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Closure(s)

Thursday 19 February, 2004, 01:54 PM

In my recent blog on anonymous delegates, I mentioned I was sure I remembered reading an article saying that while inline delegates have access to variables in their enclosing scope, it would only be able to read those variables, not update them.

At the time, I was frustrated that I hadn't been able to locate the article. It has been nagging at me ever since. I craved, if you'll forgive the pun, closure.

Well I finally tracked it down. It was in Erik Meijer's blog. The reason I was unable to find it before is that it wasn't talking directly about C# after all. However, it was talking about closures and mutability, which is on-topic.

Moreover, although it doesn't mention C#, I think I can be excused for having concluded that it was talking in coded terms about a future version of C#. It talks about a 'hypothetical imperative language' which allocates its local variables on the stack. C# v1.x is an imperative language which allocates its local variables on the stack. Moreover, the blog was discussing the problems inherent in supporting closures in such a language. And back when I first read that blog, I knew that C# v2.0 was going to be getting closures (or rather, something very like them: anonymous delegates), so I assumed that this is what he was really talking about. (This was two and a half months before the PDC, so I didn't have access to Whidbey at that point.)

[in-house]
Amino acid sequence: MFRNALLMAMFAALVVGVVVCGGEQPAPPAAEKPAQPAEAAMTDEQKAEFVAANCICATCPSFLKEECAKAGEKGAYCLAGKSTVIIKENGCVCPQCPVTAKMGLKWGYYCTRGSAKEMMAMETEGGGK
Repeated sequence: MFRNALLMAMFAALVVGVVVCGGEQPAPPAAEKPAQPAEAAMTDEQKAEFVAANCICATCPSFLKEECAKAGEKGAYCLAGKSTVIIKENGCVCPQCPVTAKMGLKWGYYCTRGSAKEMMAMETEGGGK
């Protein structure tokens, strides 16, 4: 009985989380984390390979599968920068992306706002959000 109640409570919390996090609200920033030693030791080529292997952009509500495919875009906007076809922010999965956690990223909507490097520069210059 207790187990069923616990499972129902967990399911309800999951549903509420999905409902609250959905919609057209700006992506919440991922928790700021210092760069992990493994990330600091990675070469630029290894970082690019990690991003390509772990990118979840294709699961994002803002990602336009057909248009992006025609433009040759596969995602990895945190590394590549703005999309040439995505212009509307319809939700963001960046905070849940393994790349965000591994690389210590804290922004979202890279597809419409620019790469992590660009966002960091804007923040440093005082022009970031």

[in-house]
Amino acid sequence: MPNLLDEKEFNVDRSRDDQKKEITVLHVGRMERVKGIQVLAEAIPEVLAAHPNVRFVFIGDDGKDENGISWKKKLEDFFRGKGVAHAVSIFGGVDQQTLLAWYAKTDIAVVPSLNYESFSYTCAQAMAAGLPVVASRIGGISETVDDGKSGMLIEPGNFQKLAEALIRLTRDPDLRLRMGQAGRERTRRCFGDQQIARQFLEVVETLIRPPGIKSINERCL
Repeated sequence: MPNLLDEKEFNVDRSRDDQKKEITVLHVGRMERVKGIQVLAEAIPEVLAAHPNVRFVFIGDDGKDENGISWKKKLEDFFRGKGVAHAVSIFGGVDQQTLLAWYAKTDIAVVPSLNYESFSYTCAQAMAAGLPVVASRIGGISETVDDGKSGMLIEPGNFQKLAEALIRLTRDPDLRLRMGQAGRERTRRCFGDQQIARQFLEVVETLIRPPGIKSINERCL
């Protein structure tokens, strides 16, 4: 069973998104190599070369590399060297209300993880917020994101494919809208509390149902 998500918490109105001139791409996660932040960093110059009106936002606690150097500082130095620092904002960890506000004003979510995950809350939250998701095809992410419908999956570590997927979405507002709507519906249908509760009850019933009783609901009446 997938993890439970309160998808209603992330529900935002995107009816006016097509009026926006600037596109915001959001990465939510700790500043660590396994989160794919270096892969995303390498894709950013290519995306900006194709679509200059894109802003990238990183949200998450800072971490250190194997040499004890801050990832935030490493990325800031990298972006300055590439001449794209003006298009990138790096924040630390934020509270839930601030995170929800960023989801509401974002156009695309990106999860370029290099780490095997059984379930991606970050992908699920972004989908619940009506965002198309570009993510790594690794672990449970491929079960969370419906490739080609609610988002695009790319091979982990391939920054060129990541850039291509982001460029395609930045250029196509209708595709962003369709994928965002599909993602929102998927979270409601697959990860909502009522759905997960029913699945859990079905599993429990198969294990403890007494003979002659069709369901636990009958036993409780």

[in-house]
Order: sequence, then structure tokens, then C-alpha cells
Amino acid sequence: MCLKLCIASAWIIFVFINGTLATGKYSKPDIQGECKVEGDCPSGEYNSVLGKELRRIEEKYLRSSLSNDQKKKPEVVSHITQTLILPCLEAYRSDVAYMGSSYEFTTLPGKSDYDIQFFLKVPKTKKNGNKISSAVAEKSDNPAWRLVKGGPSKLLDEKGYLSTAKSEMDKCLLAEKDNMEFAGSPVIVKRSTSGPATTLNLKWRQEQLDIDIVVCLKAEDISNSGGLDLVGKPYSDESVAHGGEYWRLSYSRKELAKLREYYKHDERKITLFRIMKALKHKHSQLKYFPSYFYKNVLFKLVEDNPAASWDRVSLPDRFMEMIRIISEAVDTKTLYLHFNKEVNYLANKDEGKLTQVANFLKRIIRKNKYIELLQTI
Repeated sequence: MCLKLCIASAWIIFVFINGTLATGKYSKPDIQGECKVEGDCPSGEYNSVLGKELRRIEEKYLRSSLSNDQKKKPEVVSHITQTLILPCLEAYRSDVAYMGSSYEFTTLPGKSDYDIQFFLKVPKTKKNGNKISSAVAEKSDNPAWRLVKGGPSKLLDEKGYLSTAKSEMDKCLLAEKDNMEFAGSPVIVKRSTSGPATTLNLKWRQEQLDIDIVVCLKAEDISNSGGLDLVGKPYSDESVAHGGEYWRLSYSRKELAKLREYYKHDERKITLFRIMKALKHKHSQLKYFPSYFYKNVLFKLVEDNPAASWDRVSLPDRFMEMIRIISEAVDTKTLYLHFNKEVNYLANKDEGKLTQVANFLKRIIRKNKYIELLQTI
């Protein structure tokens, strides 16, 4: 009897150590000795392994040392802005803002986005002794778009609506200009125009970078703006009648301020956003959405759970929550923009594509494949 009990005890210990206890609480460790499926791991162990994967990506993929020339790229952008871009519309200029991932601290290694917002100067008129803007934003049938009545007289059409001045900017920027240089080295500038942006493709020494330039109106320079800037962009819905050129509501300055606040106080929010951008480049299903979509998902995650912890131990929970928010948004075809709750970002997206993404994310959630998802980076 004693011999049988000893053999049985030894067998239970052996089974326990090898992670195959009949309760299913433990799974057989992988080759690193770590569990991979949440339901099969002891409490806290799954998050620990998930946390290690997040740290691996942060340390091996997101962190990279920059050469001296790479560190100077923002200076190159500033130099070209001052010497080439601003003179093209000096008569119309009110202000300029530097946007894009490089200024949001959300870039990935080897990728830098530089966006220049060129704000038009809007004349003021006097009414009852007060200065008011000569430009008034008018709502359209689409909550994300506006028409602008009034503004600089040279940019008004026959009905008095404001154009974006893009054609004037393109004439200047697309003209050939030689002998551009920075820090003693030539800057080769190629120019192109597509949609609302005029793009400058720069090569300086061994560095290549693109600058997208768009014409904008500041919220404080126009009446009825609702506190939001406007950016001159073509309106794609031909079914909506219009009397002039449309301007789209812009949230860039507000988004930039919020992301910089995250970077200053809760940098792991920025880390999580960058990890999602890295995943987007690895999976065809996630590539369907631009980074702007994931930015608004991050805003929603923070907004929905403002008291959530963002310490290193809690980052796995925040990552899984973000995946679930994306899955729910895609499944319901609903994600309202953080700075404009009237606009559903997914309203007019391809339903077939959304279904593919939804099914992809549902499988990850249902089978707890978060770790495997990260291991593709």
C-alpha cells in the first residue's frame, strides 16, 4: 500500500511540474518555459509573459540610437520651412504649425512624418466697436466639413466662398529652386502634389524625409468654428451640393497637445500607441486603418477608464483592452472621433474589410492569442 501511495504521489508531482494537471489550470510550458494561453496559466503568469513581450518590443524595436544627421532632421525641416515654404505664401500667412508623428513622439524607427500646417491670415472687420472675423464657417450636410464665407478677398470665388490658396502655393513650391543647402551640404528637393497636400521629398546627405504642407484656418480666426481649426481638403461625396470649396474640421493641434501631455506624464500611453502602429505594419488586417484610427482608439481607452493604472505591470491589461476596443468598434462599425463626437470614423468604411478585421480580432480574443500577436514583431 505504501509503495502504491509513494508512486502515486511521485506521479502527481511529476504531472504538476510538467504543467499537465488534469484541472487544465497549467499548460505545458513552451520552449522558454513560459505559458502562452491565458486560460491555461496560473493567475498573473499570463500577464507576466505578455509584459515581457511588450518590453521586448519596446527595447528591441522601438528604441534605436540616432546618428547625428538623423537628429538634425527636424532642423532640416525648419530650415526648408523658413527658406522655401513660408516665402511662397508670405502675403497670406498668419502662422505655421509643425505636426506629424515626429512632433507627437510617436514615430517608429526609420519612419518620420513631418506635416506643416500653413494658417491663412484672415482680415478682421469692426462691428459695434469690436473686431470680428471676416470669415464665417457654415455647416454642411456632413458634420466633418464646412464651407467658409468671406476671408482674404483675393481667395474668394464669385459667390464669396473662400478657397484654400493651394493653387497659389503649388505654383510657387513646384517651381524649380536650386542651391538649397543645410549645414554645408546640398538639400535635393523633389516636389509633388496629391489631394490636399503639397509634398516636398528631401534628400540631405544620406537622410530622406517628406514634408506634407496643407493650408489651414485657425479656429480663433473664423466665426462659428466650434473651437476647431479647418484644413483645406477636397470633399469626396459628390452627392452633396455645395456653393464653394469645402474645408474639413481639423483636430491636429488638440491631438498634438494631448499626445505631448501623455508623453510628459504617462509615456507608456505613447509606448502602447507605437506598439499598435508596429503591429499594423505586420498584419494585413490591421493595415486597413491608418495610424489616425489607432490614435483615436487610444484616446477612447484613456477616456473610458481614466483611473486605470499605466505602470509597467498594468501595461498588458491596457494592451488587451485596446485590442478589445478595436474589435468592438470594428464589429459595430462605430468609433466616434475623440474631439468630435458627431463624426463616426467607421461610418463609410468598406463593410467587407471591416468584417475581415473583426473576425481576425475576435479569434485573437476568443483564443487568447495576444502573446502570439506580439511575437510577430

Not a completely unreasonable conclusion, but I was wrong nonetheless... Apparently Erik's 'hypothetical imperative language' was just that - hypothetical - and not in fact a coded reference to the forthcoming C# v2.0. As I mentioned in my earlier blog, C# v2.0 doesn't suffer from the problem Erik described. It allows closures to update variables too. It is able to do this because unlike in C# v1.x, local variables are no longer necessarily stored on the stack.

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